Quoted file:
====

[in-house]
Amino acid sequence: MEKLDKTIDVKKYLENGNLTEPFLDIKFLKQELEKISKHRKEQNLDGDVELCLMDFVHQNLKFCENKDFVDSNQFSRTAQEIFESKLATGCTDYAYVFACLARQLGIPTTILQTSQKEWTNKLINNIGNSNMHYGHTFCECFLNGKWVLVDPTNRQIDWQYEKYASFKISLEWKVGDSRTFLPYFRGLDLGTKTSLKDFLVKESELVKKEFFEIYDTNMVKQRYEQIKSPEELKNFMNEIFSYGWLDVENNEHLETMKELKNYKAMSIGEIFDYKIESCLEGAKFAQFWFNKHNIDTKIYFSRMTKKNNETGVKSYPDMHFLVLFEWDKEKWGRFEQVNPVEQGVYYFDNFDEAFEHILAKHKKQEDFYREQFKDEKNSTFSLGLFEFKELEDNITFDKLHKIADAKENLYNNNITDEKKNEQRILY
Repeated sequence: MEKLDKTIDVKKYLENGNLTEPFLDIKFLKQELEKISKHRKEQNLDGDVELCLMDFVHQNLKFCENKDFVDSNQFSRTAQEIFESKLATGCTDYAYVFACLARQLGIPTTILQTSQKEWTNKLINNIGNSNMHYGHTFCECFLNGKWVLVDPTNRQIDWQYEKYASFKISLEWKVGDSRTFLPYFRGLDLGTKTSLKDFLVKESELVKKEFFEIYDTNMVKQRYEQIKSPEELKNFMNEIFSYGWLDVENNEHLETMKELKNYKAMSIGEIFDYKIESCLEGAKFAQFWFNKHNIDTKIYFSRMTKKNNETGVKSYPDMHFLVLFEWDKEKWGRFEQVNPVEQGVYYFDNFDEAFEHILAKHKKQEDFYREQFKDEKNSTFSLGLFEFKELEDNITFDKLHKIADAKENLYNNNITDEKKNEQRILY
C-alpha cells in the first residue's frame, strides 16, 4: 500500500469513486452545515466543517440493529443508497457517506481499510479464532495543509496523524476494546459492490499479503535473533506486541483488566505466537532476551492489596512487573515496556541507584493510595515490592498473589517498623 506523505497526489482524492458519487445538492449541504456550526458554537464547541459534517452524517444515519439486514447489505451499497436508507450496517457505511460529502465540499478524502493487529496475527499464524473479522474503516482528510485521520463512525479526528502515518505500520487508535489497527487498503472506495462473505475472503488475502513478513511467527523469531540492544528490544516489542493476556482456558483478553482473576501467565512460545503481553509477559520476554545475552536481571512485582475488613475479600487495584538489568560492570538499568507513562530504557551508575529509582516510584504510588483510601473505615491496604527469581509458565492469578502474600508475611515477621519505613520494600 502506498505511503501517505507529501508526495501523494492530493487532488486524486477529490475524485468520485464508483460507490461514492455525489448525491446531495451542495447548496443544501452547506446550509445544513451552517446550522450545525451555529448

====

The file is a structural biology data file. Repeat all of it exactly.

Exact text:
[in-house]
Amino acid sequence: MEKLDKTIDVKKYLENGNLTEPFLDIKFLKQELEKISKHRKEQNLDGDVELCLMDFVHQNLKFCENKDFVDSNQFSRTAQEIFESKLATGCTDYAYVFACLARQLGIPTTILQTSQKEWTNKLINNIGNSNMHYGHTFCECFLNGKWVLVDPTNRQIDWQYEKYASFKISLEWKVGDSRTFLPYFRGLDLGTKTSLKDFLVKESELVKKEFFEIYDTNMVKQRYEQIKSPEELKNFMNEIFSYGWLDVENNEHLETMKELKNYKAMSIGEIFDYKIESCLEGAKFAQFWFNKHNIDTKIYFSRMTKKNNETGVKSYPDMHFLVLFEWDKEKWGRFEQVNPVEQGVYYFDNFDEAFEHILAKHKKQEDFYREQFKDEKNSTFSLGLFEFKELEDNITFDKLHKIADAKENLYNNNITDEKKNEQRILY
Repeated sequence: MEKLDKTIDVKKYLENGNLTEPFLDIKFLKQELEKISKHRKEQNLDGDVELCLMDFVHQNLKFCENKDFVDSNQFSRTAQEIFESKLATGCTDYAYVFACLARQLGIPTTILQTSQKEWTNKLINNIGNSNMHYGHTFCECFLNGKWVLVDPTNRQIDWQYEKYASFKISLEWKVGDSRTFLPYFRGLDLGTKTSLKDFLVKESELVKKEFFEIYDTNMVKQRYEQIKSPEELKNFMNEIFSYGWLDVENNEHLETMKELKNYKAMSIGEIFDYKIESCLEGAKFAQFWFNKHNIDTKIYFSRMTKKNNETGVKSYPDMHFLVLFEWDKEKWGRFEQVNPVEQGVYYFDNFDEAFEHILAKHKKQEDFYREQFKDEKNSTFSLGLFEFKELEDNITFDKLHKIADAKENLYNNNITDEKKNEQRILY
C-alpha cells in the first residue's frame, strides 16, 4: 500500500469513486452545515466543517440493529443508497457517506481499510479464532495543509496523524476494546459492490499479503535473533506486541483488566505466537532476551492489596512487573515496556541507584493510595515490592498473589517498623 506523505497526489482524492458519487445538492449541504456550526458554537464547541459534517452524517444515519439486514447489505451499497436508507450496517457505511460529502465540499478524502493487529496475527499464524473479522474503516482528510485521520463512525479526528502515518505500520487508535489497527487498503472506495462473505475472503488475502513478513511467527523469531540492544528490544516489542493476556482456558483478553482473576501467565512460545503481553509477559520476554545475552536481571512485582475488613475479600487495584538489568560492570538499568507513562530504557551508575529509582516510584504510588483510601473505615491496604527469581509458565492469578502474600508475611515477621519505613520494600 502506498505511503501517505507529501508526495501523494492530493487532488486524486477529490475524485468520485464508483460507490461514492455525489448525491446531495451542495447548496443544501452547506446550509445544513451552517446550522450545525451555529448